I spend way to many hours of my life fighting designers and marketers who want a design that looks great in PhotoShop, and they’ve even mocked up, but only in IE, on Windows…
    Accessibility is about providing a service to everyone, without limit, without discrimination – regardless of platform, of client, of ability.

    I am not going to wash it all away with some web 2.0 cleverness.
    I have no problems with additional features being available to those who can – but the core message needs to be uniformly accessible.
    For everyone.
    Without discrimination.

  3. Most presentation software (Powerpoint, Keynote) allow you to export slides as HTML. That ought to be a first step.

  4. Hi Andy – Interesting comment. As you know I do record audio and synch the audio with the slides, usually on Slideshare. However I personally how found that I do watch a video when I don’t know the speaker, so perhaps we need to evaluate a wider set of scenarios – it would be interesting to get a wider set of views on the benefits which use of multimedia can provide.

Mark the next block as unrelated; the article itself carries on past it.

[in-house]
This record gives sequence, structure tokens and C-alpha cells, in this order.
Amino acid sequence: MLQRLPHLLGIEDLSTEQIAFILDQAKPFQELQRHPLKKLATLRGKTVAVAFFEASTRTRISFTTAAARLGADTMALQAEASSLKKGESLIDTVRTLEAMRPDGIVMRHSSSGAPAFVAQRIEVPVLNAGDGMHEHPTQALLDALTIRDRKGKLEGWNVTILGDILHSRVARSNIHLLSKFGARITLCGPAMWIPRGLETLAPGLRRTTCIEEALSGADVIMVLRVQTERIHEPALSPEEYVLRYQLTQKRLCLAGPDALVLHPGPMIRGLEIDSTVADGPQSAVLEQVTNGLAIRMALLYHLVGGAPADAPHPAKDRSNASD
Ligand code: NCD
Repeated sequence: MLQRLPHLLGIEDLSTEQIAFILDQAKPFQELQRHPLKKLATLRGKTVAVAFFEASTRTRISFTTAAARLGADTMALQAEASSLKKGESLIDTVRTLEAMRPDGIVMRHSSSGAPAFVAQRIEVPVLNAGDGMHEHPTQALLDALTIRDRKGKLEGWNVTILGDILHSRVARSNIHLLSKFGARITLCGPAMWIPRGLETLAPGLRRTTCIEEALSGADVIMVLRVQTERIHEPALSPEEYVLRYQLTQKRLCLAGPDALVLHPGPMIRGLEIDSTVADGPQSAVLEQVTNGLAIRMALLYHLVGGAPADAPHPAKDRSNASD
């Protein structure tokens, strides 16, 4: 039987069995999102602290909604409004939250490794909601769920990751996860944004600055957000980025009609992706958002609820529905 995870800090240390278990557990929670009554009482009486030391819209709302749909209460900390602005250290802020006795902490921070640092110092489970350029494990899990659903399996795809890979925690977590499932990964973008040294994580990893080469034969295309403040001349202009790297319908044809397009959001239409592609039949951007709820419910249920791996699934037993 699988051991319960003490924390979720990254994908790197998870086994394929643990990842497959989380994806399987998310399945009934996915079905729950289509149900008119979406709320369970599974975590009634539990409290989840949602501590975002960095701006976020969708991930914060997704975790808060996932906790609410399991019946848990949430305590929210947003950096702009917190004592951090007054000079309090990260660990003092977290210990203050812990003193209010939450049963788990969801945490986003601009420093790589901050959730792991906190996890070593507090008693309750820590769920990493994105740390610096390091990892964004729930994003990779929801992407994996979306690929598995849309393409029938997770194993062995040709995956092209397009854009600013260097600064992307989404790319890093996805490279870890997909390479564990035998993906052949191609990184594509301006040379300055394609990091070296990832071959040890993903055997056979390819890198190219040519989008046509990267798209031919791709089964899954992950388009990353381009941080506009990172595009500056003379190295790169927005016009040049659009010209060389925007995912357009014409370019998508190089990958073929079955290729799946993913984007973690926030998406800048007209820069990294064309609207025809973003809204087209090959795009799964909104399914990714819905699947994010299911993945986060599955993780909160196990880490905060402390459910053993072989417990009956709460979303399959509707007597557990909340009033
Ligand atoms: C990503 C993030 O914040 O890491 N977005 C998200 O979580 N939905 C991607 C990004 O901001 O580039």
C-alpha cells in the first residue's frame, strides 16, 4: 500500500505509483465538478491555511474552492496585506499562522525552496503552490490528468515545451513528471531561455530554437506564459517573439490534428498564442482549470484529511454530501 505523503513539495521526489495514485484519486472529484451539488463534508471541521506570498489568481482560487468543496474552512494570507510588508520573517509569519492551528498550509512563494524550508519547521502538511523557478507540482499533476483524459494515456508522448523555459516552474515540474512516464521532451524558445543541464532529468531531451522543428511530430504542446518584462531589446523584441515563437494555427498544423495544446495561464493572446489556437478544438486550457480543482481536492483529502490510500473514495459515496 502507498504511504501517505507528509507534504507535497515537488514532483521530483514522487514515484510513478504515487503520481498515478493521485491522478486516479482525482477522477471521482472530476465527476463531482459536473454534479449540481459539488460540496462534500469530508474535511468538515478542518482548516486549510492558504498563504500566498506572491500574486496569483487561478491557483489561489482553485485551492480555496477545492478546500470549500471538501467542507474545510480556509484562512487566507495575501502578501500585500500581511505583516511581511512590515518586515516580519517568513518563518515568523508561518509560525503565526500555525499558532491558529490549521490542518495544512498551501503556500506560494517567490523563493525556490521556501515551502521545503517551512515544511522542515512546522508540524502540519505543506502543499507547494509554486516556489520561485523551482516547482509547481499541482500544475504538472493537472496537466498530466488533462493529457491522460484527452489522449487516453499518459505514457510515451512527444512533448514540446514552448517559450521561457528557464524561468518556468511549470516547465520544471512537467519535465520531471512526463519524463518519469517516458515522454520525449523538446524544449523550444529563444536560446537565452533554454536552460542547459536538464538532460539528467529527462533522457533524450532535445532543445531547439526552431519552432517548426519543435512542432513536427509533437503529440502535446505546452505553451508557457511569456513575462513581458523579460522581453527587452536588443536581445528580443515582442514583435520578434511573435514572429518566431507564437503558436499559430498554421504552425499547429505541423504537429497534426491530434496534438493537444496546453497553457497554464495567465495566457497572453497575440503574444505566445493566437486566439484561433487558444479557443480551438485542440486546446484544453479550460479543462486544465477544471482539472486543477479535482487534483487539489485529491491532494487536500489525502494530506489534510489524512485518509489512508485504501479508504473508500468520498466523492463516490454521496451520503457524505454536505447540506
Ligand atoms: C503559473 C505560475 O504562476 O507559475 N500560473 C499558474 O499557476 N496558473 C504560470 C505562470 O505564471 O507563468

The sound quality issue is interesting – as you will be aware, the video camera was further away from me than would have been the case if I had been using a sound recorder.

    Of course, @CodeGorilla will probably argue that the audio will discriminate against the deaf, as so shouldn’t be used, and as the slides and paper probably aren’t meaningful to people with learning difficulties, we shouldn’t be doing anything at all :-)

  5. Roland the Headless Thompson Gunner said

    You say “I could make the resources conform to WCAG guidelines
    if I removed all but the HTML version of the paper”
    . What WCAG
    guideline do you think you’re violating?

    Guideline 1 says “Provide content that, when presented to the user,
    conveys essentially the same function or purpose as auditory or visual

    Clearly HTML is suitable for providing content that “conveys essentially